The current work examined the influence of pedagogical agents as social models to increase females' interest in engineering. Seventy-nine female undergraduate students rated pedagogical agents on a series of factors (e.g., most like themselves, most like an engineer, and most prefer to learn from). The agents were identical with the exception of differing by appearance/image in four aspects (age, gender, attractiveness, “coolness”). After selecting the agent from which they most preferred to learn, participants interacted with it for approximately 15 minutes and received a persuasive message about engineering. Results indicated that the women were more likely to choose a female, attractive, young, and cool agent as most like themselves and the one they most wanted to be like. However, they tended to select male, older, uncool agents as the most like engineers and tended to choose to learn about engineering from agents that were male and attractive, but uncool. Interacting with an agent had a positive impact on math-related beliefs. Specifically, the women reported more positive math and science related beliefs compared to their attitudes at the beginning of the semester and compared to a group of women who did not interact with an agent. Further, among the women who viewed an agent, the older version of the agent had a stronger positive influence on their math-related beliefs than the younger agent.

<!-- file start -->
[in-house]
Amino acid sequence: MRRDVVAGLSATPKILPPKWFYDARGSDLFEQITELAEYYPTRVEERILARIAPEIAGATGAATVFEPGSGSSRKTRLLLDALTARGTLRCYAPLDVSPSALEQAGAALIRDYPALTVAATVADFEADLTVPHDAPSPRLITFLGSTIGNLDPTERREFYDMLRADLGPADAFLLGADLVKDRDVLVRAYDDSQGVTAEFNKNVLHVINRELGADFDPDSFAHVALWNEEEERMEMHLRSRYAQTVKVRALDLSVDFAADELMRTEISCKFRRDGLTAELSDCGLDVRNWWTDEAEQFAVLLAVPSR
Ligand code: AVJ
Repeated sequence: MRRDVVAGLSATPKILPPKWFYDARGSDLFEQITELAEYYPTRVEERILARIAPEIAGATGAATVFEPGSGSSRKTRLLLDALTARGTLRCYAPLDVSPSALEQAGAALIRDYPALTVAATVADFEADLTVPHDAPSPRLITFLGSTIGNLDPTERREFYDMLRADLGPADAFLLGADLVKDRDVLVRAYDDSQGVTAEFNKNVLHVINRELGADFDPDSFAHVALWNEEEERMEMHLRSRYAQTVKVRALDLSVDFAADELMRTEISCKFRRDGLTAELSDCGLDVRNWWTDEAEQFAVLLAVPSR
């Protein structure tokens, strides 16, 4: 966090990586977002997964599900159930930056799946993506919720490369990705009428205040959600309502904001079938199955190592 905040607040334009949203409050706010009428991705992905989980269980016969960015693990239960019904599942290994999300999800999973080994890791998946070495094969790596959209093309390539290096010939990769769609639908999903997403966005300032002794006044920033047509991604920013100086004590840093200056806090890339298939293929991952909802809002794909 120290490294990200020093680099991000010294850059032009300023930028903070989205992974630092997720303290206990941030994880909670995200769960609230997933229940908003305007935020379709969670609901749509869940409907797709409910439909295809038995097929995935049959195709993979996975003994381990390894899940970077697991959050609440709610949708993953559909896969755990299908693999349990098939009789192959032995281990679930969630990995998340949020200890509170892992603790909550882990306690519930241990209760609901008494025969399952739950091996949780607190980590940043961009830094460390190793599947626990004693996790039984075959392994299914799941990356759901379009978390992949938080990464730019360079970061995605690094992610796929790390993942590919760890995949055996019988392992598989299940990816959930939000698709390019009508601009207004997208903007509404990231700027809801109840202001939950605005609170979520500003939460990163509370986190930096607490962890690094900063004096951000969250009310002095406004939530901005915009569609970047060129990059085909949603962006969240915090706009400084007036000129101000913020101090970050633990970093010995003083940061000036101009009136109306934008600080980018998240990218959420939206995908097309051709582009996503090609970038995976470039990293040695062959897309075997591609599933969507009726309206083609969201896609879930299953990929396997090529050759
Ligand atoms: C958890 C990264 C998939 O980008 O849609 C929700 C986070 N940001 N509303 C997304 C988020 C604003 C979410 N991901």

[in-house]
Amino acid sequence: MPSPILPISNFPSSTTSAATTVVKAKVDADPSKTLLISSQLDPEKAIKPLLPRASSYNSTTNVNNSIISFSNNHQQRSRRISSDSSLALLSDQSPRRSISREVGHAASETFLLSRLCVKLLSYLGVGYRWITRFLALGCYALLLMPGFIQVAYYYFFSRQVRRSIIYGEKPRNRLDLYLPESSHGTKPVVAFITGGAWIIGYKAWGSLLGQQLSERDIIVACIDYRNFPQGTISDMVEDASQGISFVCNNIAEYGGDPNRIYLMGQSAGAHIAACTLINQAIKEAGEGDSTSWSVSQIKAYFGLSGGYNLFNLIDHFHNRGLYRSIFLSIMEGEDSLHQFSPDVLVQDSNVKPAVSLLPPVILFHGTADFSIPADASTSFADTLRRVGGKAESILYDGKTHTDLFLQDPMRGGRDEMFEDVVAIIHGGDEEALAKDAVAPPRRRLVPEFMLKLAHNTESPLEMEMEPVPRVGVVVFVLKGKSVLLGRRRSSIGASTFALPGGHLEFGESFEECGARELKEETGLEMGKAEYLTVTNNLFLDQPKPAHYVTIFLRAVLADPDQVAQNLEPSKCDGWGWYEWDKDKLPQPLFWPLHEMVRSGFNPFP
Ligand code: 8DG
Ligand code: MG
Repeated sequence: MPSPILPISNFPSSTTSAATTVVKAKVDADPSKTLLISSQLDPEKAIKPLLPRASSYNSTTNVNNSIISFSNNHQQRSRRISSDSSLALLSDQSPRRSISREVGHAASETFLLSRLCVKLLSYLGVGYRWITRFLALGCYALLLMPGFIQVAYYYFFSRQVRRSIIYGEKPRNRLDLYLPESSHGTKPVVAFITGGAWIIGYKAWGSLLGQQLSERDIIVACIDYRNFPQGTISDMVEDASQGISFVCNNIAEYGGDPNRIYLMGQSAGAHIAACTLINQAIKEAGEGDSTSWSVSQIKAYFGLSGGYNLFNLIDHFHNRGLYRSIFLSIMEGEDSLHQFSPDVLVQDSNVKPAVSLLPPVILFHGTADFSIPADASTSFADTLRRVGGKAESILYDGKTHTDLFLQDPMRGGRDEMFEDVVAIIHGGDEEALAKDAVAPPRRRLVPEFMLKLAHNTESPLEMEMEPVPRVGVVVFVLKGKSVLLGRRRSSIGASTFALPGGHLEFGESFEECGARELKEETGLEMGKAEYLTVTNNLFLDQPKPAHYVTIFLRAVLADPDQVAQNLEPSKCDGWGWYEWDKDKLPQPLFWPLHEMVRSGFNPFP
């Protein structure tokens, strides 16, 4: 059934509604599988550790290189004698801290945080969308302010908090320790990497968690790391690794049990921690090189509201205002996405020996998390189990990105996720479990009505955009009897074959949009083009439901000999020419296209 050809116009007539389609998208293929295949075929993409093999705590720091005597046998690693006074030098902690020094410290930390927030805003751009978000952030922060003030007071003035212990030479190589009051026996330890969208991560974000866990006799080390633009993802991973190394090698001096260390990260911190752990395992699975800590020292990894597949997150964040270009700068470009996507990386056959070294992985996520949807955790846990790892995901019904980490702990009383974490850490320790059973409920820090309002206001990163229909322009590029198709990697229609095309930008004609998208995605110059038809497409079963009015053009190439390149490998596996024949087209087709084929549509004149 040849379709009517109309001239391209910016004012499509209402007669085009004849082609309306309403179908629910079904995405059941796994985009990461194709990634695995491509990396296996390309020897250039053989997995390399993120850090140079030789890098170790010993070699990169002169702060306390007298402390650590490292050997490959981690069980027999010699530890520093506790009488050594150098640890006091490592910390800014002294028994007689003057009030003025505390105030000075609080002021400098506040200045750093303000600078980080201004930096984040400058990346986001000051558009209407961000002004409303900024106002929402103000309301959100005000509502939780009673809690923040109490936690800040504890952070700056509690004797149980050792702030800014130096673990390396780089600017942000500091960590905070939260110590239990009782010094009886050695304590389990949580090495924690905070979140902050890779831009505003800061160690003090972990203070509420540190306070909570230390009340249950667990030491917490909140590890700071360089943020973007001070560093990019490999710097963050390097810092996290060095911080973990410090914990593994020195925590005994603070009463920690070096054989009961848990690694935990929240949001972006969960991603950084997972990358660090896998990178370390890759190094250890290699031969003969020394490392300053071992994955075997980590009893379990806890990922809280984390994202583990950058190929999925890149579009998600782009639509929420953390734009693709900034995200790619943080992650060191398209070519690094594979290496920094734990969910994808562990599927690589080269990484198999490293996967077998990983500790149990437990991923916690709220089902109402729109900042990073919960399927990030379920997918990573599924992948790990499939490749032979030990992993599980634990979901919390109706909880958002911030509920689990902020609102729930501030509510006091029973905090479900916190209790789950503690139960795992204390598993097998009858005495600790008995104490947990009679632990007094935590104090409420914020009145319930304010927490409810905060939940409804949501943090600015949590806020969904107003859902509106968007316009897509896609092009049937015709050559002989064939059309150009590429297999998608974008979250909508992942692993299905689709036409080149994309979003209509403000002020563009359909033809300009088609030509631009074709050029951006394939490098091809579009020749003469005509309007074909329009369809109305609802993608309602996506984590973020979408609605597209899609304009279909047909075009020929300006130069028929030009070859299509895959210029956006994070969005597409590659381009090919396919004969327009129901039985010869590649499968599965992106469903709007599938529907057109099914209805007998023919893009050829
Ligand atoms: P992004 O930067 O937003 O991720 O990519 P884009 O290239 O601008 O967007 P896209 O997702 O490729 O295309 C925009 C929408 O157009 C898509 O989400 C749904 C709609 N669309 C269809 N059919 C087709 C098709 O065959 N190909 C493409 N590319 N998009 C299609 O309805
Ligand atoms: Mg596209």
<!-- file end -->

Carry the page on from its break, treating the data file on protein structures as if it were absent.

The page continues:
IOS Press, Inc.
6751 Tepper Drive
Clifton, VA 20124
Tel.: +1 703 830 6300
Fax: +1 703 830 2300 firstname.lastname@example.org
(Corporate matters and books only) IOS Press c/o Accucoms US, Inc.
For North America Sales and Customer Service
West Point Commons
Lansdale PA 19446
Tel.: +1 866 855 8967
Fax: +1 215 660 5042 email@example.com